Chapel Hill: Opinion

Danny Gotham: February 1964

The Beatles, from left, Paul McCartney, John Lennon, Ringo Starr and George Harrison, take a fake blow from Cassius Clay, who later changed his name to Muhammad Ali, while visiting the heavyweight contender at his training camp in Miami Beach, Fla., in this Feb.18, 1964 file photo.
The Beatles, from left, Paul McCartney, John Lennon, Ringo Starr and George Harrison, take a fake blow from Cassius Clay, who later changed his name to Muhammad Ali, while visiting the heavyweight contender at his training camp in Miami Beach, Fla., in this Feb.18, 1964 file photo. AP

It’s a little after 1 am on Saturday, June 4, 2016. I’ve come home from a long night of two music gigs to hear the news that Muhammad Ali has died at the age of 74.

I was born in 1954. In February of 1964 two events happened that profoundly shaped my life.

On February 9, The Beatles appeared on “The Ed Sullivan Show.” It was a musical and cultural earthquake that changed the lives of millions. For some of us, it was akin to an arrow going through the heart. For me it was a calling. I was only 9 years old, but I knew something profound was happening to me.

Then on February 25, a brash loudmouth named Cassius Clay fought Sonny Liston for the world heavyweight championship in boxing. No one gave him a ghost of chance. Boxing against Liston was like boxing with a battleship. Cassius Clay didn’t flinch. He bragged long and loud that he would win. Then he did. It was every bit the earthquake that happened 16 days earlier on “The Ed Sullivan Show.”

I idolized Sonny Liston, so I hated Clay after that fight. He was a braggart. He was loud. He made bad rhymes and talked about how “pretty” he was. But then he went further. He became Muhammad Ali. I simply didn’t understand ... but after a while, I did.

In 1967, he refused to be conscripted for military service. If you are old enough to remember 1967, you know why. If you aren’t old enough to remember, ask someone who does. You will learn a lot. Mostly, you will learn that what Ali did took a lot of courage. He had a lot of it – both inside and outside the ring. I grew to truly admire him – both as an athlete, and as a man.

After 1967? You can read about it if you don’t know. Joe Frazier, George Foreman. He won, he lost, and he won again. He won the championship in 1964, 1974, and 1978. He was the only one to do this three times. His skills were unparalleled – but they were not just physical skills. If you want to study what an athletic genius is, learn about his “rope-a-dope” strategy against George Foreman. He was an artist in the ring, pure and simple.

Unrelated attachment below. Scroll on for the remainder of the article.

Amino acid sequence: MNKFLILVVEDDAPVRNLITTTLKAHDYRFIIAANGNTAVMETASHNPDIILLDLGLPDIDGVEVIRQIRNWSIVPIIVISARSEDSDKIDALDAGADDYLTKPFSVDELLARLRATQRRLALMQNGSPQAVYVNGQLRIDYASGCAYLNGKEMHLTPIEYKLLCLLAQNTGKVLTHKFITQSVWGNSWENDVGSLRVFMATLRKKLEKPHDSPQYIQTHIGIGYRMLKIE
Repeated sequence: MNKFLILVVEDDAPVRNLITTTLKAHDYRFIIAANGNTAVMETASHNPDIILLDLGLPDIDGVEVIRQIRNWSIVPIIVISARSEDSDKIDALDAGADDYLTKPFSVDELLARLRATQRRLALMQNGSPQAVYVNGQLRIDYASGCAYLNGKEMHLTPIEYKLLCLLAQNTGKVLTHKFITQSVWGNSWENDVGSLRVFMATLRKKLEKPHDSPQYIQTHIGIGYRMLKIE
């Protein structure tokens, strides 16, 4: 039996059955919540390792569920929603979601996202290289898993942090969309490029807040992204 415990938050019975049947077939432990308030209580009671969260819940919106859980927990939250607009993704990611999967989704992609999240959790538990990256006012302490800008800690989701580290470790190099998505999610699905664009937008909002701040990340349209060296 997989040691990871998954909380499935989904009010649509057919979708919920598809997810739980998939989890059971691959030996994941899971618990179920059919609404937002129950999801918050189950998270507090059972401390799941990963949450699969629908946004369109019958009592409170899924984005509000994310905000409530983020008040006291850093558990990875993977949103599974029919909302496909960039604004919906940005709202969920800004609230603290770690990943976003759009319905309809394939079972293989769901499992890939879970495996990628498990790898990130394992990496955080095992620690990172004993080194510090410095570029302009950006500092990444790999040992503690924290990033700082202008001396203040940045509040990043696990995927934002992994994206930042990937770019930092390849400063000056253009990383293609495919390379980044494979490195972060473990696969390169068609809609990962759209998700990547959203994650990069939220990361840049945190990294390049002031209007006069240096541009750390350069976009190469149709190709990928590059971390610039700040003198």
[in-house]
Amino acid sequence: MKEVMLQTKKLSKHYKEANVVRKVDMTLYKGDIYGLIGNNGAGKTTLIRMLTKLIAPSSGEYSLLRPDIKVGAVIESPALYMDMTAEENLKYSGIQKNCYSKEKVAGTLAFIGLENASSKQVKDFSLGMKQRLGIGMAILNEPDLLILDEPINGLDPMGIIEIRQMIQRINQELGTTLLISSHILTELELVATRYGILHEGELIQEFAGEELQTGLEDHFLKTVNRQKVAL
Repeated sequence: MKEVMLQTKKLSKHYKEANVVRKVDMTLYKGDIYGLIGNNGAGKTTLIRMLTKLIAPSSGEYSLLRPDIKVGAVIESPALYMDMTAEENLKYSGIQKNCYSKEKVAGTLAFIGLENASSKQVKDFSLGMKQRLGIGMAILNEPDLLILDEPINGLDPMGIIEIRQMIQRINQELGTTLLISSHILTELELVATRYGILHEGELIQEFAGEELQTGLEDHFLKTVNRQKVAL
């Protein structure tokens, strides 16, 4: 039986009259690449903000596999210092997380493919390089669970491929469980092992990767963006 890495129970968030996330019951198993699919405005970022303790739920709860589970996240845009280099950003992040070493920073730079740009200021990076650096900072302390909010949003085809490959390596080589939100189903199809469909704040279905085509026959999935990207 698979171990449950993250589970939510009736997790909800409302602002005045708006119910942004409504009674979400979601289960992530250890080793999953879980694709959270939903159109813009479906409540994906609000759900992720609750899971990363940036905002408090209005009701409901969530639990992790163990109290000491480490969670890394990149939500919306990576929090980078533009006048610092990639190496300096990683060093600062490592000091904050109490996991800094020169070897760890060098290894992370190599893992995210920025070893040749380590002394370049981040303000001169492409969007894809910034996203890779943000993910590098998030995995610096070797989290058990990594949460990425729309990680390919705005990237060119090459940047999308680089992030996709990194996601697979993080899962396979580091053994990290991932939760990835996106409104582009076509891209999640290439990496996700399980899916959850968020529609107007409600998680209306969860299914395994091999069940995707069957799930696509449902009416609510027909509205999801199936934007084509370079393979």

Let’s just cut to the chase. There are very few that I deem the greatest. I’m going to give you my opinion – my opinion only – about who a few of those are. In American music they would include Charlie Parker, Hank Williams, Marian Anderson and the Gershwins. In the movies, I would list Charlie Chaplin and Sergei Eisenstein. I think that Mark Twain was the greatest writer, and Vincent Van Gogh was the greatest painter. I have my own pantheon of sports greats, too: Jim Brown, Babe Ruth, Wayne Gretzky and Michael Jordan.

But for my generation, I believe the greatest all came into being in February of 1964. If you look at that picture at the top of this piece, it says almost everything. The Beatles weren’t just about music, and Ali wasn’t just about sports. They were also about fashion, movies and television, civil rights struggles, war, religion ... in short – everything.

A force like Muhammad Ali comes along very rarely. I am glad to have been on this planet during his lifetime. He was THE greatest. Long rest and peace to his soul. Thanks be for his life, his work and his integrity. The ripples that will always keep moving.

Danny Gotham lives in Chapel Hill.

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